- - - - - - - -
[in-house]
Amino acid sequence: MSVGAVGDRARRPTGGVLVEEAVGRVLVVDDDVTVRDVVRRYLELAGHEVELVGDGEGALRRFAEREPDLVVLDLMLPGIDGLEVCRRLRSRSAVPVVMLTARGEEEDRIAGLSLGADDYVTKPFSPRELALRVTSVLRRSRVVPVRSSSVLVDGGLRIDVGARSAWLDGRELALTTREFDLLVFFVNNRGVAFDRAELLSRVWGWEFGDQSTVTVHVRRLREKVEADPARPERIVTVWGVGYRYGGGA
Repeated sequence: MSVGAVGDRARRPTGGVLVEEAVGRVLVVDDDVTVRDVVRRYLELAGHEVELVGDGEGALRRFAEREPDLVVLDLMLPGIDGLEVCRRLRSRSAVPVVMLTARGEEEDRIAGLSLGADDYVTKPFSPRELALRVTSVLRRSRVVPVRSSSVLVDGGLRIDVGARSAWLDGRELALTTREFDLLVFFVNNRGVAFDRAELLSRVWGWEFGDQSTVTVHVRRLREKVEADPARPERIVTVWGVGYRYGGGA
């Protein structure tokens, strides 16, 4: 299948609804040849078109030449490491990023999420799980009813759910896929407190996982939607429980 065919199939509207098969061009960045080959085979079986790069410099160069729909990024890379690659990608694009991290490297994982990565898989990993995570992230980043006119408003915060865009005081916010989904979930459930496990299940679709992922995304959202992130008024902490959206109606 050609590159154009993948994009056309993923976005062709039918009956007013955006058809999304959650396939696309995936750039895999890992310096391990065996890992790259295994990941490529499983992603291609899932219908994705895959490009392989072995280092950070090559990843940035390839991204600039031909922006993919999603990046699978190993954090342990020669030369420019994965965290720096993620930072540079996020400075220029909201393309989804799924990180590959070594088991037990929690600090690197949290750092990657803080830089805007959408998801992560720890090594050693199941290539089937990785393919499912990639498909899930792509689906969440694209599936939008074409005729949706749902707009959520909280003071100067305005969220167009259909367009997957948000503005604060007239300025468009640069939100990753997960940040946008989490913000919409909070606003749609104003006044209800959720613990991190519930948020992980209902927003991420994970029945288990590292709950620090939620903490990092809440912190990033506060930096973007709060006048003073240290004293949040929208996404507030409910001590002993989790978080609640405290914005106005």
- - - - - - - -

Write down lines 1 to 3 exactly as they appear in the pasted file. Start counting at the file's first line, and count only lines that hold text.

[in-house]
Amino acid sequence: MSVGAVGDRARRPTGGVLVEEAVGRVLVVDDDVTVRDVVRRYLELAGHEVELVGDGEGALRRFAEREPDLVVLDLMLPGIDGLEVCRRLRSRSAVPVVMLTARGEEEDRIAGLSLGADDYVTKPFSPRELALRVTSVLRRSRVVPVRSSSVLVDGGLRIDVGARSAWLDGRELALTTREFDLLVFFVNNRGVAFDRAELLSRVWGWEFGDQSTVTVHVRRLREKVEADPARPERIVTVWGVGYRYGGGA
Repeated sequence: MSVGAVGDRARRPTGGVLVEEAVGRVLVVDDDVTVRDVVRRYLELAGHEVELVGDGEGALRRFAEREPDLVVLDLMLPGIDGLEVCRRLRSRSAVPVVMLTARGEEEDRIAGLSLGADDYVTKPFSPRELALRVTSVLRRSRVVPVRSSSVLVDGGLRIDVGARSAWLDGRELALTTREFDLLVFFVNNRGVAFDRAELLSRVWGWEFGDQSTVTVHVRRLREKVEADPARPERIVTVWGVGYRYGGGA